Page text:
Parents often have questions about why homework is assigned, how beneficial it is, and how they may best help their child complete homework. A recent study reported on five major themes of parents' thinking about homework:
(1) concern about their child's unique characteristics as balanced with school demands, (2) questions about the appropriate level of independent work assigned to their child,
(3) concerns about how they can best structure homework activities,
(4) concerns about how involved they should be in helping their child complete homework, and (5) reflections on what it means to them when they are or are not successful at being able to help their children complete assignments (Hoover-Dempsey, Bassler, & Burow, 1995).
Corno (1996) reports five widespread misconceptions about homework:
The best teachers give homework regularly. Actually, the best teachers vary homework assignments according to the task at hand, and many teachers view homework policies that state it must be assigned on a regular basis as undermining their curricular goals and personal teaching style.
More homework is better than less. The amount of work assigned has not been proven to be a reliable indicator of increased academic performance.
Parents want their children to have homework. Parents want their children to do well in school, but that desire cannot be interpreted to mean that they want their children to have homework if it is not going to improve their academic achievement.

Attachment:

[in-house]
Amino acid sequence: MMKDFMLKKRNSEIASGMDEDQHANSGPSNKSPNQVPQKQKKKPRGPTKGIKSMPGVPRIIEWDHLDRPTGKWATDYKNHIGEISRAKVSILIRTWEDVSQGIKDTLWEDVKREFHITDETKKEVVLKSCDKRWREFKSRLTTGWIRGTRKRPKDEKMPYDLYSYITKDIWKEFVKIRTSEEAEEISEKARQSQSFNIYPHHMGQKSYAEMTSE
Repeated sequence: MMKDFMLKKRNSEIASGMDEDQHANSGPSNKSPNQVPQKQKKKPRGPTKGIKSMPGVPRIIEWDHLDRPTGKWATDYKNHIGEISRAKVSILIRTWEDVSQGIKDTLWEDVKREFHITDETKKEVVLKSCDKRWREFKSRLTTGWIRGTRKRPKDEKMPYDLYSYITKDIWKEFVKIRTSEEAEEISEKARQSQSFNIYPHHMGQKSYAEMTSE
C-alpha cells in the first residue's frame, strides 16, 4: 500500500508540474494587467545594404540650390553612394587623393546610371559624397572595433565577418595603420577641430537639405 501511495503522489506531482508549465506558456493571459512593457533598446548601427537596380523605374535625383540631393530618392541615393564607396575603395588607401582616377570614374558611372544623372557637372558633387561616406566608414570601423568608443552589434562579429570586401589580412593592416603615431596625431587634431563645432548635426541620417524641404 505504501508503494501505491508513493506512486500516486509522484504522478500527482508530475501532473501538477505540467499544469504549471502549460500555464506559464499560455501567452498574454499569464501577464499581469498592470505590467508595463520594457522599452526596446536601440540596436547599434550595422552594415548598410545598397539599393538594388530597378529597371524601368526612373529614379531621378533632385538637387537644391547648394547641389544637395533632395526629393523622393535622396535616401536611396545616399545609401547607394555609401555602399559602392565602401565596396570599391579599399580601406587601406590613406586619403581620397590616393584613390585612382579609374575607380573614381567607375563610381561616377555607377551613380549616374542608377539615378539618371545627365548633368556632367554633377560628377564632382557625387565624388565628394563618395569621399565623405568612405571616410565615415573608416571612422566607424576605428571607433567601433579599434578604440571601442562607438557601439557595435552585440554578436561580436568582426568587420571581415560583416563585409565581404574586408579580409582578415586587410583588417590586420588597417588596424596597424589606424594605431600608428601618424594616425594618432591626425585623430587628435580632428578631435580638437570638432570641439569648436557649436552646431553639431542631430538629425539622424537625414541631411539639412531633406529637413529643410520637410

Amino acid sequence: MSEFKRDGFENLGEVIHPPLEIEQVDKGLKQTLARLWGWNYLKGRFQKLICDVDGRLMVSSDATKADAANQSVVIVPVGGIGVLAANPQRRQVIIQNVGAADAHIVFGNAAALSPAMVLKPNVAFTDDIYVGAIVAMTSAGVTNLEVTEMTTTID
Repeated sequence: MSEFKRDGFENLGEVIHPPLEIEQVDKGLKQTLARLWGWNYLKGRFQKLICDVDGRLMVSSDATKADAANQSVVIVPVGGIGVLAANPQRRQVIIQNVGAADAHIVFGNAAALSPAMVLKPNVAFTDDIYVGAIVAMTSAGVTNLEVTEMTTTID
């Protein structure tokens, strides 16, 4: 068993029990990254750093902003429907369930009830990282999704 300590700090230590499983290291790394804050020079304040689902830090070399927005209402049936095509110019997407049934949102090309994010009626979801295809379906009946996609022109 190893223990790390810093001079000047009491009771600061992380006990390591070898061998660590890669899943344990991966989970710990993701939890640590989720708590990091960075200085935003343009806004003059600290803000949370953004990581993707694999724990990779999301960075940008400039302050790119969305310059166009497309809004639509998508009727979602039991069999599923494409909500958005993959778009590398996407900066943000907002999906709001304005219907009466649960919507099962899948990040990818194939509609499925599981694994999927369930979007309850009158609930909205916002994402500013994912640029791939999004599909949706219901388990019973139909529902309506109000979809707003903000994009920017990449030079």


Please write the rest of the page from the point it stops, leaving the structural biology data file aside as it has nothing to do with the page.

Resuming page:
Homework supports what students learn in school. Teachers give different reasons for why they assign homework, and many homework assignments do not serve to help students reorganize and extend their learning.
Homework fosters discipline and personal responsibility. There is little evidence to support this widely held idea. Corno (1996, p. 28) says that this finding is only "one small piece of the bigger pie" and that parents foster these characteristics in larger, broader ways than through "doing homework."
In a review of research on homework, Cooper (1994) notes that homework can lead to greater parental involvement in school, but it can also result in increased differences between high and low achievers. In their study of academic achievement of eighth-grade students, Bruce and Singh (1996) found that homework improved, not only the student's grades, but also their scores on standardized tests. Cooper (1994) lists the benefits researchers attribute to homework:
Immediate effects on achievement and learning, including:
(1) better retention of factual knowledge,
(2) increased understanding,
(3) better critical thinking concept formation, (4) better information processing, and
(5) curriculum enrichment.
Long-term academic effects, including:
(1) learning encouraged during leisure time,
(2) improved attitude toward school, and
(3) better study habits and skills.
Nonacademic long-term effects, including:
(1) greater self-direction,
(2) greater self-discipline,
(3) better time organization,
(4) more inquisitiveness, and
(5) more independent problem solving.
Cooper (1994) also lists these negative effects, as reported by researchers:
Satiation, which leads to loss of interest in academic material and physical and emotional fatigue.
Denial of access to leisure time and community activities, as evidenced by parental interference, pressure to compete and perform well, and confusion on instructional techniques.
Cheating through copying from other students or through having a tutor provide help beyond tutoring.